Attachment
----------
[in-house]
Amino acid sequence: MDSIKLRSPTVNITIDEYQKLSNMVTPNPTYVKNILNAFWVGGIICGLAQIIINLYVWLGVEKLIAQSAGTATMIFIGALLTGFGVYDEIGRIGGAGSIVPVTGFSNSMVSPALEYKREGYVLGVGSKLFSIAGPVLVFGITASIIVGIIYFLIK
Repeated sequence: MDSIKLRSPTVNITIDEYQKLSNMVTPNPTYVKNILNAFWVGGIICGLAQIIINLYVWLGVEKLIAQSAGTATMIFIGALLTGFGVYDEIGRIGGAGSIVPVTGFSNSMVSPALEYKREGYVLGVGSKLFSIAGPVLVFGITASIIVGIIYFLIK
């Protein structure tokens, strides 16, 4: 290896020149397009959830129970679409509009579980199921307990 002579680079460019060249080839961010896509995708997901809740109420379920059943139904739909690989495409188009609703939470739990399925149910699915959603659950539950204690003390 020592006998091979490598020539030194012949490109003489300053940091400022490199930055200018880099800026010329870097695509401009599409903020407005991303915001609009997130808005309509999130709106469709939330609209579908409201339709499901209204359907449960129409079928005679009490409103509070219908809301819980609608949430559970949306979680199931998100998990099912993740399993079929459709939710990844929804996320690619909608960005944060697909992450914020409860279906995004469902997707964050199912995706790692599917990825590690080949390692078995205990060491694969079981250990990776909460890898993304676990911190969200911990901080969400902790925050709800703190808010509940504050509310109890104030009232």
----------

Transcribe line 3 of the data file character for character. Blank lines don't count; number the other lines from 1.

Repeated sequence: MDSIKLRSPTVNITIDEYQKLSNMVTPNPTYVKNILNAFWVGGIICGLAQIIINLYVWLGVEKLIAQSAGTATMIFIGALLTGFGVYDEIGRIGGAGSIVPVTGFSNSMVSPALEYKREGYVLGVGSKLFSIAGPVLVFGITASIIVGIIYFLIK